Avandia and Weight Gain
Avandia and Weight Gain: How Common Is It?Before medicines are approved, they must go through several clinical studies where thousands of people are given a particular medicine and are then compared to a group of people not given the medicine. In these studies, side effects are always documented. As a result, it is possible to see what side effects occur, how often they appear, and how they compare to the group not taking the medicine.
People taking Avandia alone gained about four to six pounds (on average) over a year, while people not taking Avandia lost about two pounds during the year. When Avandia was combined with insulin or certain other oral diabetes medications, the amount of weight gain increased up to about 12 pounds.
In these studies, people who were taking higher doses of Avandia (8 mg) gained more weight than people taking lower doses of Avandia (4 mg). Also, taking Avandia with metformin (Glucophage®) seemed to slightly decrease the amount of weight gained.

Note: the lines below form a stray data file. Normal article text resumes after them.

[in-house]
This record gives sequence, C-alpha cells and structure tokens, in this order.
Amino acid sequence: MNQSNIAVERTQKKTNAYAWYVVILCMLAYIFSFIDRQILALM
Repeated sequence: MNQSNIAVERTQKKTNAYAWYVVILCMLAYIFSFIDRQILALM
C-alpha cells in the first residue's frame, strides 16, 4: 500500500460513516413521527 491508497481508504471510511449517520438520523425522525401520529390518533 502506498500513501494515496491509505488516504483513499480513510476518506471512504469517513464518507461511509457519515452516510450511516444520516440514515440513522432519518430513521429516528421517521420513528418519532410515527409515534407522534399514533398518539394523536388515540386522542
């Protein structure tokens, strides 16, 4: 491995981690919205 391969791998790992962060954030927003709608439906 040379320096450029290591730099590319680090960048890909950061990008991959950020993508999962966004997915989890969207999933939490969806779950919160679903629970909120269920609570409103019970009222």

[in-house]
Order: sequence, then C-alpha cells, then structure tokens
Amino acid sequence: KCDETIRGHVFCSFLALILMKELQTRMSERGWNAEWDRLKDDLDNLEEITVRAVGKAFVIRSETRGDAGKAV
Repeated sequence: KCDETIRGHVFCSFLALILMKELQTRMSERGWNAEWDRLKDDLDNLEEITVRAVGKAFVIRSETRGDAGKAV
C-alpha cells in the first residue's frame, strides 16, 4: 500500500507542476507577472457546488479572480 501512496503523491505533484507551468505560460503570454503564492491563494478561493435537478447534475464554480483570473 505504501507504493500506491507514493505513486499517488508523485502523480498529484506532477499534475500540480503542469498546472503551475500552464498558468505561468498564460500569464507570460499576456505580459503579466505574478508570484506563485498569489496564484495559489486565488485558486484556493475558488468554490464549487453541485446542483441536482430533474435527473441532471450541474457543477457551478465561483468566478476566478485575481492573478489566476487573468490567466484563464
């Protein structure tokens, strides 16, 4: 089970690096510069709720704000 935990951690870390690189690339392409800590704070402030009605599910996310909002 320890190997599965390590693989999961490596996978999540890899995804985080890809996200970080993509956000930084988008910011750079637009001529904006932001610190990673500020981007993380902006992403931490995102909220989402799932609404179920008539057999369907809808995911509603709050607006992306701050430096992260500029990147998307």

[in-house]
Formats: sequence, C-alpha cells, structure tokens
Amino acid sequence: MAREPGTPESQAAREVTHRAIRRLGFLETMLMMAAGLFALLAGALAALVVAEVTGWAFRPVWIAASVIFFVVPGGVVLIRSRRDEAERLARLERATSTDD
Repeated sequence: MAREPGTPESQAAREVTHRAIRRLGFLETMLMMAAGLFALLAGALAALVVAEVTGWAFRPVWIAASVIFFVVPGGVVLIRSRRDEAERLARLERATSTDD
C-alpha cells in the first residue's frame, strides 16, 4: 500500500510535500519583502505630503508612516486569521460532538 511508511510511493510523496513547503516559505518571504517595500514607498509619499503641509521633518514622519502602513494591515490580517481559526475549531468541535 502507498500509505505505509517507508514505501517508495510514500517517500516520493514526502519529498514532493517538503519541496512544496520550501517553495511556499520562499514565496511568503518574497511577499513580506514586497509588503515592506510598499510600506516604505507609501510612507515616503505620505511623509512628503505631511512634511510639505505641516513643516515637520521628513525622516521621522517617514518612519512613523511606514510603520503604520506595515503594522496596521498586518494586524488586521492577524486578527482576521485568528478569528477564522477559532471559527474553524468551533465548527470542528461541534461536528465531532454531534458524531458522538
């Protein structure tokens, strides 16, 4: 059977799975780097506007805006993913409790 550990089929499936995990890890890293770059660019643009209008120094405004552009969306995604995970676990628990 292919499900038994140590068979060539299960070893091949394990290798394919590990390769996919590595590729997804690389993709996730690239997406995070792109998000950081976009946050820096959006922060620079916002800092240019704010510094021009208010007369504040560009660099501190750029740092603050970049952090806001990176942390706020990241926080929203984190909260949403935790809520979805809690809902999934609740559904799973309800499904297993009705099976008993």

There have been reports of people rapidly gaining large amounts of weight while taking Avandia, probably due to fluid retention. Fluid retention can be dangerous (especially in people with heart problems), so be sure to tell your healthcare provider right away if you are rapidly gaining weight.
Rapid Weight Gain With AvandiaOne very important point to keep in mind related to Avandia and weight gain is that Avandia may worsen congestive heart failure or, in some cases, even cause heart failure. One of the main symptoms of heart failure is unexplained weight gain. In fact, people with symptoms of congestive heart failure can often have rapid weight gain (three to five pounds) over several days. This weight gain is often combined with other symptoms, such as a cough and/or swelling in the ankles, feet, or legs. Make sure to contact your healthcare provider if you notice unexplained weight gain or swelling (see Symptoms of Congestive Heart Failure for more information on heart failure symptoms).